Dredging the Columbia River was
by Editorial Board
The Columbia River channel-deepening project has been completed, finally. The last bit of river bottom was dredged Wednesday, near Longview. The shipping channel now has been deepened to at least 43 feet from Astoria to Portland.
It's taken a very long time to dredge that extra three feet from this 103-mile stretch of the lower Columbia River -- much longer than it took to put men on the moon. The U.S. Army Corps of Engineers began feasibility studies on the project more than 20 years ago. It's been more than 16 years since
Southwest Washington and Oregon port officials gathered in Vancouver to launch their drive to dredge the deeper shipping channel.
Funding issues and legal challenges delayed the start of dredging until 2005. On at least a couple of occasions, it seemed that the dredging might never begin. As late as 2003, the project was close to being abandoned by the federal government. The Bush administration had adopted a "no new starts" policy for Corps projects. Fortunately, the administration came to recognize that well over a decade of planning the many millions of dollars already invested disqualified this project as a "new start."
Former President Bush soon became an enthusiastic supporter of channel-deepening and, with the help Washington Sen. Patty Murray and other members of Pacific Northwest congressional delegations, the federal government became a reliable partner. This turn was critical to preventing a stop-and-go work schedule that could have pushed the completion date back years.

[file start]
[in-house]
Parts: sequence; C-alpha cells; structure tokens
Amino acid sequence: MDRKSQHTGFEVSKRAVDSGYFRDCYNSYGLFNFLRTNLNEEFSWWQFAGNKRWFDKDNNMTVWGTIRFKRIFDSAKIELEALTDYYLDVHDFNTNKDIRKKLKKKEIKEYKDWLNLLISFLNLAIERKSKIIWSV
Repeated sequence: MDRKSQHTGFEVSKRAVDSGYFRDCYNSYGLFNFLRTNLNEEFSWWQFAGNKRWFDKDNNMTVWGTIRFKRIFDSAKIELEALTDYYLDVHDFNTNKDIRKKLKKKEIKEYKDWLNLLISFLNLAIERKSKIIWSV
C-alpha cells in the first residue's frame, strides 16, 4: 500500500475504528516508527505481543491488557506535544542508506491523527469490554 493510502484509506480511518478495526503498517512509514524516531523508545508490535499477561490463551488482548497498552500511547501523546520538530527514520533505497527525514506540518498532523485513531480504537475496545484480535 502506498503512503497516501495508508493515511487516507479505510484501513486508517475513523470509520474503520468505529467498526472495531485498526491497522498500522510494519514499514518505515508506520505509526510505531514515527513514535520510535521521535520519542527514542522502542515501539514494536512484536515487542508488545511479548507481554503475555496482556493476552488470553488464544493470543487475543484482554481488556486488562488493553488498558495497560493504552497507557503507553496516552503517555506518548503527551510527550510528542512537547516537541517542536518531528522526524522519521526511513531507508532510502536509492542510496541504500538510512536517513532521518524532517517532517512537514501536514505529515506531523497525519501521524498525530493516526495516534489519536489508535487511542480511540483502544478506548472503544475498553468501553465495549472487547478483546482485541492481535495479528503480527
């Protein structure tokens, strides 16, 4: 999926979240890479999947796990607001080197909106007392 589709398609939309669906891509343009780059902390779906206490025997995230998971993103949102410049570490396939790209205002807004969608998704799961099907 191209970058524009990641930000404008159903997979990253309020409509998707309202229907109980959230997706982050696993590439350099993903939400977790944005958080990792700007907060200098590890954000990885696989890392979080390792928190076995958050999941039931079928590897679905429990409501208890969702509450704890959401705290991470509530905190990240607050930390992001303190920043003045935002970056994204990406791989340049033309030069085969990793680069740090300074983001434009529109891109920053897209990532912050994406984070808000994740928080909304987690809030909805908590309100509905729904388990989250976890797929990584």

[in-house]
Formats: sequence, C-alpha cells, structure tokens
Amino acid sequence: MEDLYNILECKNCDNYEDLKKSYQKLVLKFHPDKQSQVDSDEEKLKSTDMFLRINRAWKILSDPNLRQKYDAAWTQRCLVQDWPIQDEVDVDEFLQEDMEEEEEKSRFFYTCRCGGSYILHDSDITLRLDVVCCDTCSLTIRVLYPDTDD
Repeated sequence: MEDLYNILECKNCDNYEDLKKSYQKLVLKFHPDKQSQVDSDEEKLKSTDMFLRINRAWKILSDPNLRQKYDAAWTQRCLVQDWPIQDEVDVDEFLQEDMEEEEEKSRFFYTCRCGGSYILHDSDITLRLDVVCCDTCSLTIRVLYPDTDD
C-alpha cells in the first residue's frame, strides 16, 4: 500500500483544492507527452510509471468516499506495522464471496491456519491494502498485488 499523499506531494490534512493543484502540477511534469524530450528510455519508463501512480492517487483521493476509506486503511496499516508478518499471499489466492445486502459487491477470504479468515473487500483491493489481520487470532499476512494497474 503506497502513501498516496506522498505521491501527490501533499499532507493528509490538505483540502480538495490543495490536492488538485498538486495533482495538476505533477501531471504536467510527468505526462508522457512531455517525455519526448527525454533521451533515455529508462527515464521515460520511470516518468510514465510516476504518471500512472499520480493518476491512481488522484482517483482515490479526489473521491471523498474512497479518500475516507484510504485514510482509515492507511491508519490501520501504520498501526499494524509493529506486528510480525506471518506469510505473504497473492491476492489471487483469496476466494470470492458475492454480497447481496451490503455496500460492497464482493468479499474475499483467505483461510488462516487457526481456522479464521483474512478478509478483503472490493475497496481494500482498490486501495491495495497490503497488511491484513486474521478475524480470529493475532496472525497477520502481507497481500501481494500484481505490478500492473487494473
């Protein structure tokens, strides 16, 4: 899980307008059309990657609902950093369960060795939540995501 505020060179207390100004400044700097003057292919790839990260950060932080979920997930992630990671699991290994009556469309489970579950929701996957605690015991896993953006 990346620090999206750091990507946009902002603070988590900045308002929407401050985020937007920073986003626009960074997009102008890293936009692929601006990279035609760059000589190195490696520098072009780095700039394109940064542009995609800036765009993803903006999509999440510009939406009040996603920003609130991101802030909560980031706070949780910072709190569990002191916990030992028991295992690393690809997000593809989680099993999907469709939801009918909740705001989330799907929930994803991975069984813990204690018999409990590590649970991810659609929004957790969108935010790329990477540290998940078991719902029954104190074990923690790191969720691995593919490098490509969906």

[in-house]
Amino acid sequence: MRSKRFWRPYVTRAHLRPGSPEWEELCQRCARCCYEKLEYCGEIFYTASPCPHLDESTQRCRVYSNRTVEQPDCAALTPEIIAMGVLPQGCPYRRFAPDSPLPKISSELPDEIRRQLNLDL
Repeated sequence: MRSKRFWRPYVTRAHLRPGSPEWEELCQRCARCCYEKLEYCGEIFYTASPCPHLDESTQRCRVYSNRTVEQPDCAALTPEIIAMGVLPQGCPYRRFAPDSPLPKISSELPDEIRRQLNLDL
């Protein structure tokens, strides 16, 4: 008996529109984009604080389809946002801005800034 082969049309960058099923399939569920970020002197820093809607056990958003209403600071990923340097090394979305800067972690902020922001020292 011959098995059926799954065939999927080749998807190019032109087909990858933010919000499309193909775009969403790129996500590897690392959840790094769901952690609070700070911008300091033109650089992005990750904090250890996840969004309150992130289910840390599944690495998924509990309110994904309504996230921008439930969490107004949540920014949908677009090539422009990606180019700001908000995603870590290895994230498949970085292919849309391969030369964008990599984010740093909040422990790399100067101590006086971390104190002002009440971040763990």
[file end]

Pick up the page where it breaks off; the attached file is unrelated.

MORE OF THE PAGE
Time, quite literally, is money insofar as port communities along the lower Columbia River are concerned. As Pat Bryant of Kalama Export at the Port of Kalama told Daily News business reporter Erik Olson last month, "We are ready to use (the deeper shipping channel) today." Indeed, Olson reported that the deeper channel allows grain ships to leave the Port of Kalama with about 8 percent to 10 percent more cargo, adding almost 1 million tons of grain shipped annually.
This will mean more port revenue and waterfront jobs. A deeper shipping channel allowing larger, deeper-draft vessels to navigate the lower Columbia River factored into Kalama Export's to spend roughly $36 million upgrading its port facilities. And investors almost certainly would not have gone forward with plans to build a $200 million grain elevator at the Port of Longview absent the deeper shipping channel.
The economic stake all ports in the region have in this deeper channel was made clear in a 2005 marine cargo forecast by the Washington Public Ports Association. It predicted lower Columbia River grain exports would nearly double, from 8.5 million tons to 15.1 million tons, with the deeper shipping channel. We believe it's fair to say that completing this project was close to an economic necessity for this and other port communities along the lower Columbia River. More than 40,000 jobs in the region depend on maritime trade, and the future of that trade depends on dredging and maintaining a shipping channel deep enough to accommodate the next generation of cargo vessels.
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